No one's expecting much from Congress these days. The chance for any sweeping overhaul of immigration, the tax code, or housing has been written off until at least 2015 — or later. Even more frequently than before, votes are political gestures rather than actual vehicles for legislative change. But there are some issues that legislators have been forced to deal with, despite the gridlock. And how Congress acts on them — or doesn't — has real ramifications for the lives of ordinary Americans.
1. Republicans killed unemployment insurance. About 2.7 million jobless Americans have lost their unemployment benefits since December 28, when Congress let federal jobless aid expire. Democrats have tried again and again to renew the assistance and finally passed a bipartisan bill doing so in the Senate, conceding to GOP demands to offset the cost of the benefits. But House Speaker John Boehner has refused to take up the legislation, arguing that it failed to stimulate the economy.
2. Both parties agreed to cut food stamps. Congress agreed to a farm bill that cut $8.6 billion in food stamps over the next decade, which is estimated to hit about 850,000 households nationwide. Governors in a handful of states have resorted to a loophole to get around the cuts, which targeted additional food stamps for residents who also qualify for a subsidized heating program. That's raised the hackles of Congressional Republicans but could help blunt a significant portion of the cuts' impact.
3. Republicans and Democrats have made progress on tax breaks for corporations. Congress also let more than 60 business tax breaks expire in December, funding everything from R&D to special-interests like racehorse owners, NASCAR, and Hollywood. Both parties, however, are heavily expected to come to some kind of agreement to preserve most, if not all of them, without paying for them, as they have nearly every year the tax breaks needed to be extended. With Democratic votes, the House has passed a bill that would make the R&D credit permanent, and the Senate is currently trying to pass a two-year extension of the tax breaks, known as "extenders." The fight is likely to drag on until the lame-duck session following the midterms. But as with the doc fix — which raised Medicare payments for medical providers — when it comes to these annual tax giveaways, Congress generally delivers.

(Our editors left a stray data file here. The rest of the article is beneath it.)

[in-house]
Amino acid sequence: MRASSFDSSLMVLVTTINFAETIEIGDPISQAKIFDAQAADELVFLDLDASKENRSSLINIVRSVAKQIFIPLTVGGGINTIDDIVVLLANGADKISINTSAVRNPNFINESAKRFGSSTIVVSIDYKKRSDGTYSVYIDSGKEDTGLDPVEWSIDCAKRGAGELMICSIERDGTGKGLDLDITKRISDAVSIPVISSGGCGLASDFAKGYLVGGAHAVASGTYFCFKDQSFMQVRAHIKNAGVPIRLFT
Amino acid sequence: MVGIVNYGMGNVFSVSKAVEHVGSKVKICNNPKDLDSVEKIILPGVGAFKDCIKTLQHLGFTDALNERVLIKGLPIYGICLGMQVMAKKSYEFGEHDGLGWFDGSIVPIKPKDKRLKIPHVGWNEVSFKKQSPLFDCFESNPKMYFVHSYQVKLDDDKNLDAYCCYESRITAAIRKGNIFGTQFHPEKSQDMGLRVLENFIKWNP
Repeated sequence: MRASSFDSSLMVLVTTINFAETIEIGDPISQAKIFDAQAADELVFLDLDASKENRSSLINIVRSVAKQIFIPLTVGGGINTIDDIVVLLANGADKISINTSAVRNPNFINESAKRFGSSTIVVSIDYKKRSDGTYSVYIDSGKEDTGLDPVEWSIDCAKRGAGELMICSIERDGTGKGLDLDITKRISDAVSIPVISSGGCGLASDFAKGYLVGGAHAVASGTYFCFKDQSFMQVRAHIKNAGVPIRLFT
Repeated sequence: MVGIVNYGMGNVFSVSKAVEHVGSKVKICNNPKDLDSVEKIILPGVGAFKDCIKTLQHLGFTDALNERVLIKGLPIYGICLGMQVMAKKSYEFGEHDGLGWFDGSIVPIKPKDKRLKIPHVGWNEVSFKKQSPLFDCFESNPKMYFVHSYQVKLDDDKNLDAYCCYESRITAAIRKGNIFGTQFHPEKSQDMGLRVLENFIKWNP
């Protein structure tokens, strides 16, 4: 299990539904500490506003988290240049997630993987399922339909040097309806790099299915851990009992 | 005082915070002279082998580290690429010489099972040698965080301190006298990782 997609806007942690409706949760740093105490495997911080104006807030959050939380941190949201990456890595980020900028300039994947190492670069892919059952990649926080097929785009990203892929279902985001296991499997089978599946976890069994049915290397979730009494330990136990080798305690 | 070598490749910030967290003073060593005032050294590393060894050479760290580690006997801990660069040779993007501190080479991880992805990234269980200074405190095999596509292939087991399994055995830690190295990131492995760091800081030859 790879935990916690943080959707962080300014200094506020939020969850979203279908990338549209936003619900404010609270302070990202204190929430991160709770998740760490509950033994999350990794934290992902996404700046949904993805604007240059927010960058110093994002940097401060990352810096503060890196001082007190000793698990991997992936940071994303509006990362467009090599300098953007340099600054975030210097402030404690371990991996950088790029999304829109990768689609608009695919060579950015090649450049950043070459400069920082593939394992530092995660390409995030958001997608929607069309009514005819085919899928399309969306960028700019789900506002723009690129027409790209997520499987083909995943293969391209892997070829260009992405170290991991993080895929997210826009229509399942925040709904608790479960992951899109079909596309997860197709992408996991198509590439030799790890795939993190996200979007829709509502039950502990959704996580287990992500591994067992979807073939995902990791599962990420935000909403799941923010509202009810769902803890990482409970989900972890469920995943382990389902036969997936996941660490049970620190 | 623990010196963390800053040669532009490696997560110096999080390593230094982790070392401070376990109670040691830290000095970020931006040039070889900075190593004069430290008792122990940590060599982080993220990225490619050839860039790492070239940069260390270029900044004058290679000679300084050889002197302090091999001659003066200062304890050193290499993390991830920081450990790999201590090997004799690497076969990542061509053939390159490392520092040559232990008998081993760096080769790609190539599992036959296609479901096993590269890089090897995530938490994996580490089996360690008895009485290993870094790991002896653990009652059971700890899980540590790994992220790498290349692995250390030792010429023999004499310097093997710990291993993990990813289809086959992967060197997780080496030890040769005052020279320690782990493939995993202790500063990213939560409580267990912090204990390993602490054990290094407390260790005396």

4. Congress is running out of money to fund highway and mass-transit construction, and fast. The federal Highway Trust Fund makes up about one-quarter of all public infrastructure spending on highways and mass transit. It's even more critical this year as an unusually harsh winter has taken a toll on the country's roads. But the federal highway fund is quickly running out of money. Federal officials warn that it will have to begin delaying payments for road and bridge construction sometime this summer unless the government acts, and the White House says 700,000 jobs are at stake. The problem is that much of the money traditionally comes from the federal gas tax, which Congress hasn't raised since 1993. Meanwhile, Americans are using less gas — driving less and using more fuel-efficient cars — while our infrastructure needs continue to grow. Congress has previously relied on stopgap measures to tide the fund over, and it's likely to do so again rather than come up with a long-term solution.
5. Congress is also poised to cut other housing and transportation programs. The two-year budget that Congress passed in January set overall funding levels for federal programs. But legislators still need to decide how to dole out the money in the budget, which takes effect on October 1. And they have even less to work with than expected for housing and transportation due to an unexpected revenue shortfall from the Federal Housing Administration. House Republicans have proposed to cut Amtrak funding, and TIGER grants for road, rail, port, and transit projects, as well as funds that support rental assistance and housing construction for low-income Americans. Democrats won't like the cuts, but they'll probably be forced to make some tough trade-offs to accommodate the lower spending cuts.